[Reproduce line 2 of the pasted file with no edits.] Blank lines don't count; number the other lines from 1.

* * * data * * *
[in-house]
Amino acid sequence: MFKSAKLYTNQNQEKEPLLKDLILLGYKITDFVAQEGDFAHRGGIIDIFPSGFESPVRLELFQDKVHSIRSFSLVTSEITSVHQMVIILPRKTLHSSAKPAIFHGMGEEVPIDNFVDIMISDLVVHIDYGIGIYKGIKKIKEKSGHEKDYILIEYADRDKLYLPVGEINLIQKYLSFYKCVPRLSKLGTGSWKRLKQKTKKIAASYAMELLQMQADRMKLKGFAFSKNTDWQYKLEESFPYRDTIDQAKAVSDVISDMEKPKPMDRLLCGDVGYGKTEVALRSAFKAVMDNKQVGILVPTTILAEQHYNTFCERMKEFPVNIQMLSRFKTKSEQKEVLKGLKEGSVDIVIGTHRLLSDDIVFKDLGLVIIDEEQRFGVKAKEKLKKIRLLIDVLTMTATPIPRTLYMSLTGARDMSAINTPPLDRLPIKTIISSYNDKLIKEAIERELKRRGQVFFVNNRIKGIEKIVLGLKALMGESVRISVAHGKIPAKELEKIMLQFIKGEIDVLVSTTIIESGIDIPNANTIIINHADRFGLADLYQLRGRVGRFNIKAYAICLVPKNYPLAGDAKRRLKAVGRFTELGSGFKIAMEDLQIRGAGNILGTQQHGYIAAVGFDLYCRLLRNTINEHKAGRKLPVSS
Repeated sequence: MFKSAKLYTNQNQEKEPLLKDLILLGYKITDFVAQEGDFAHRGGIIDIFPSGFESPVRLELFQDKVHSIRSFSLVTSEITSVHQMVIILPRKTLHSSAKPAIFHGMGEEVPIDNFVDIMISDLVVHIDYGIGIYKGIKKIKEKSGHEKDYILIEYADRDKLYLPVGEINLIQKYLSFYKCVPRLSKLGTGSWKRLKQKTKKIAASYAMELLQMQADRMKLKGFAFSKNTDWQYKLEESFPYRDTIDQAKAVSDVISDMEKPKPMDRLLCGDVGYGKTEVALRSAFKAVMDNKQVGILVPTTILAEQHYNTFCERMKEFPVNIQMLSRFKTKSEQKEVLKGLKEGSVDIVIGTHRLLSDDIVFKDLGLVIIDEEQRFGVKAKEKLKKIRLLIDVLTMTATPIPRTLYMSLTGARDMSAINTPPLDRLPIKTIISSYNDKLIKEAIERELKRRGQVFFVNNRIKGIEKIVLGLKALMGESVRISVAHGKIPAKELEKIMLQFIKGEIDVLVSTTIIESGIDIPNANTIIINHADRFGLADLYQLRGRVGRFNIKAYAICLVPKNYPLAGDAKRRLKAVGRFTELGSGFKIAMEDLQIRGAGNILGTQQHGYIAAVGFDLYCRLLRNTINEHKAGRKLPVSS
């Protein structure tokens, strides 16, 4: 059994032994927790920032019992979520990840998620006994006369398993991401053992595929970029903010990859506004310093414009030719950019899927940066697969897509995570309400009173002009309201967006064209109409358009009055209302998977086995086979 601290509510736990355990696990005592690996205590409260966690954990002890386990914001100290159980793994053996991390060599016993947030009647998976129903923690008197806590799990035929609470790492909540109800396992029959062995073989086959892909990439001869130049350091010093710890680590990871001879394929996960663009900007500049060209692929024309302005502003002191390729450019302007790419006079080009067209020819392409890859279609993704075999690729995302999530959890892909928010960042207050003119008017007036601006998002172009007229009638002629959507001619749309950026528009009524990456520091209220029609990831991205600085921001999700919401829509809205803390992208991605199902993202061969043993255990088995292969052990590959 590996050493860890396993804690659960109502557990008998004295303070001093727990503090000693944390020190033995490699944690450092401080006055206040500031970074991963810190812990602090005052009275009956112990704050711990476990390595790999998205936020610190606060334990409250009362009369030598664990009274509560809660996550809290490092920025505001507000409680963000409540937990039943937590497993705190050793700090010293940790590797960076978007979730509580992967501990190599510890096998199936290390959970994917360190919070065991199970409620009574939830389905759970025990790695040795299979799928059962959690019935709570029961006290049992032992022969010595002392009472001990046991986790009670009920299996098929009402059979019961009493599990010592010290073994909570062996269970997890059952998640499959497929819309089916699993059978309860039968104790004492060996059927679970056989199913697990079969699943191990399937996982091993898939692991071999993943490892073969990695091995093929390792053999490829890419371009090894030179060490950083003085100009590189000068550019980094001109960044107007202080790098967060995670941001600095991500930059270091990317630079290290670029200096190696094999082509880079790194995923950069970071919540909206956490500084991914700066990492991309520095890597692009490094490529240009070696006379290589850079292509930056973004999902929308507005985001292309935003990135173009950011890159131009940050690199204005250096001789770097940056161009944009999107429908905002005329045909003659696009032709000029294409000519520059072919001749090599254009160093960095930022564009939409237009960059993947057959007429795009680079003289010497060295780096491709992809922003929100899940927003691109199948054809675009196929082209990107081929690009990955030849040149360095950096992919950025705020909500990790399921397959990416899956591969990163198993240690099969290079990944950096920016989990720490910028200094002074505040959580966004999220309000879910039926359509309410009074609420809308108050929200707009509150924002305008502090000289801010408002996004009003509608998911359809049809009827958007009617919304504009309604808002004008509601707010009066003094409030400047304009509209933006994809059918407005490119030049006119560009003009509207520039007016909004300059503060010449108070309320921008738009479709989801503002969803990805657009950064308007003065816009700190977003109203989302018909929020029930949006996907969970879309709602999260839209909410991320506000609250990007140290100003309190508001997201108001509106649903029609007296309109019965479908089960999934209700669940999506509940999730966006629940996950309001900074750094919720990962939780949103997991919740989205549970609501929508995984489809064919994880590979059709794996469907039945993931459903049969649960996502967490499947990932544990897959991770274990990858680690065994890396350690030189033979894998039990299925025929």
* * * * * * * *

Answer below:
Amino acid sequence: MFKSAKLYTNQNQEKEPLLKDLILLGYKITDFVAQEGDFAHRGGIIDIFPSGFESPVRLELFQDKVHSIRSFSLVTSEITSVHQMVIILPRKTLHSSAKPAIFHGMGEEVPIDNFVDIMISDLVVHIDYGIGIYKGIKKIKEKSGHEKDYILIEYADRDKLYLPVGEINLIQKYLSFYKCVPRLSKLGTGSWKRLKQKTKKIAASYAMELLQMQADRMKLKGFAFSKNTDWQYKLEESFPYRDTIDQAKAVSDVISDMEKPKPMDRLLCGDVGYGKTEVALRSAFKAVMDNKQVGILVPTTILAEQHYNTFCERMKEFPVNIQMLSRFKTKSEQKEVLKGLKEGSVDIVIGTHRLLSDDIVFKDLGLVIIDEEQRFGVKAKEKLKKIRLLIDVLTMTATPIPRTLYMSLTGARDMSAINTPPLDRLPIKTIISSYNDKLIKEAIERELKRRGQVFFVNNRIKGIEKIVLGLKALMGESVRISVAHGKIPAKELEKIMLQFIKGEIDVLVSTTIIESGIDIPNANTIIINHADRFGLADLYQLRGRVGRFNIKAYAICLVPKNYPLAGDAKRRLKAVGRFTELGSGFKIAMEDLQIRGAGNILGTQQHGYIAAVGFDLYCRLLRNTINEHKAGRKLPVSS